Field, power, and root-power quantities

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A power quantity is a power or a quantity directly proportional to power, e.g., energy density, acoustic intensity, and luminous intensity.[1] Energy quantities may also be labelled as power quantities in this context.[2]

A root-power quantity is a quantity such as voltage, current, sound pressure, electric field strength, speed, or charge density, the square of which, in linear systems, is proportional to power.[3] The term root-power quantity was introduced in the ISO 80000-1 § Annex C; it replaces and deprecates the term field quantity.

It is essential to know which category a measurement belongs to when using decibels (dB) for comparing the levels of such quantities. A change of one bel in the level corresponds to a 10× change in power, so when comparing power quantities x and y, the difference is defined to be 10×log10(y/x) decibel. With root-power quantities, however the difference is defined as 20×log10(y/x) dB.[3] In linear systems, these definitions allow the distinction between root-power quantities and power quantities to be ignored when specifying changes as levels: an amplifier can be described as having "3 dB" of gain without needing to specify whether voltage or power are being compared; for a given linear load (e.g. an Ω speaker), such an increase will result in a 3 dB increase in both the sound pressure level and the sound power level at a given location near the speaker. Conversely, when ratios cannot be identified as either power or root-power quantities, the units neper (Np) and decibel (dB) cannot be sensibly used.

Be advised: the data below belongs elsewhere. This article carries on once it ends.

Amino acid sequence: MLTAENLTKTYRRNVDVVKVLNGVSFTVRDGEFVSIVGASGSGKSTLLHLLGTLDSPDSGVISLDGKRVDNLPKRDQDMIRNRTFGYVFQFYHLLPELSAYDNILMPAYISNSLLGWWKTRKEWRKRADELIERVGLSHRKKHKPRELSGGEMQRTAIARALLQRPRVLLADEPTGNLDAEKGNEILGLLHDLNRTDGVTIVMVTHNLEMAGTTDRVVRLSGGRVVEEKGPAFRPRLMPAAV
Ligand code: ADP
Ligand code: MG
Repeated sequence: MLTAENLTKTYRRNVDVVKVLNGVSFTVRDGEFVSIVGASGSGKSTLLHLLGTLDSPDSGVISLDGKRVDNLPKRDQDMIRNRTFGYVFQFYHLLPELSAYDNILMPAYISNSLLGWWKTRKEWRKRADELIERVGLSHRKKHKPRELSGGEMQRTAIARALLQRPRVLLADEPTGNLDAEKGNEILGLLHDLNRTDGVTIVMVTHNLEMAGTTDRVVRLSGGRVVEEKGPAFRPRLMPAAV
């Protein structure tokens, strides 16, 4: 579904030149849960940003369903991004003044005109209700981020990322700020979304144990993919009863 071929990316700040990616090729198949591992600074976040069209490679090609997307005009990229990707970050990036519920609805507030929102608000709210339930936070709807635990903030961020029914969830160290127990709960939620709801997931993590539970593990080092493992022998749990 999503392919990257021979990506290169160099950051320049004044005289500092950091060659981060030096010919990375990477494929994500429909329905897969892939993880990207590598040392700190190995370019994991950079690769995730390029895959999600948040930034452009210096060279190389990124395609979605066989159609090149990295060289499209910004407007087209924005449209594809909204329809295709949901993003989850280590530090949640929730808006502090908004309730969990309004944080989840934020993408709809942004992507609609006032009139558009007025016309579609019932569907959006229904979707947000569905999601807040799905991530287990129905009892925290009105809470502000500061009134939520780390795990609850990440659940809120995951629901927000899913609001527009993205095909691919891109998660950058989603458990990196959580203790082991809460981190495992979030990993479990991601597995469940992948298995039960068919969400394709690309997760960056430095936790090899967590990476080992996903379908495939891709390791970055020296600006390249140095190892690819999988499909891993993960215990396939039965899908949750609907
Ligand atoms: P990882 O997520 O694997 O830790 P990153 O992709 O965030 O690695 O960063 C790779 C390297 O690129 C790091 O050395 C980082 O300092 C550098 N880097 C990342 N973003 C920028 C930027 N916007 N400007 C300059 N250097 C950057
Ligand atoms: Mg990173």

In the analysis of signals and systems using sinusoids, field quantities and root-power quantities may be complex-valued.[4][5][6]

"Root-power quantity" vs. "field quantity"[edit]

In justifying the deprecation of the term "field quantity" and instead using "root-power quantity" in the context of levels, ISO 80000 draws attention to the conflicting use of the former term to mean a quantity that depends on the position,[7] which in physics is called a field. Such a field is often called a field quantity in the literature, but is called a field here for clarity. Several types of field (such as the electromagnetic field) meet the definition of a root-power quantity, whereas others (such as the Poynting vector and temperature) do not. Conversely, not every root-power quantity is a field (such as the voltage on a loudspeaker).

See also[edit]


  1. ^ Ainslie, Michael A. (Winter 2015). "A Century of Sonar: Planetary Oceanography, Underwater Noise Monitoring, and the Terminology of Underwater Sound" (PDF). Acoustics Today. 11 (1): 12–19.
  2. ^ ISO 80000:1-2009 § C.3
  3. ^ a b Brian C.J. Moore (1995). Hearing. Academic Press. p. 11. ISBN 978-0-08-053386-5.
  4. ^ ISO 80000-1:2009 § C.2
  5. ^ ISO 80000-3:2006 § 0.5
  6. ^ IEC 60027-3:2002
  7. ^ ISO 80000-1:2009 § C.2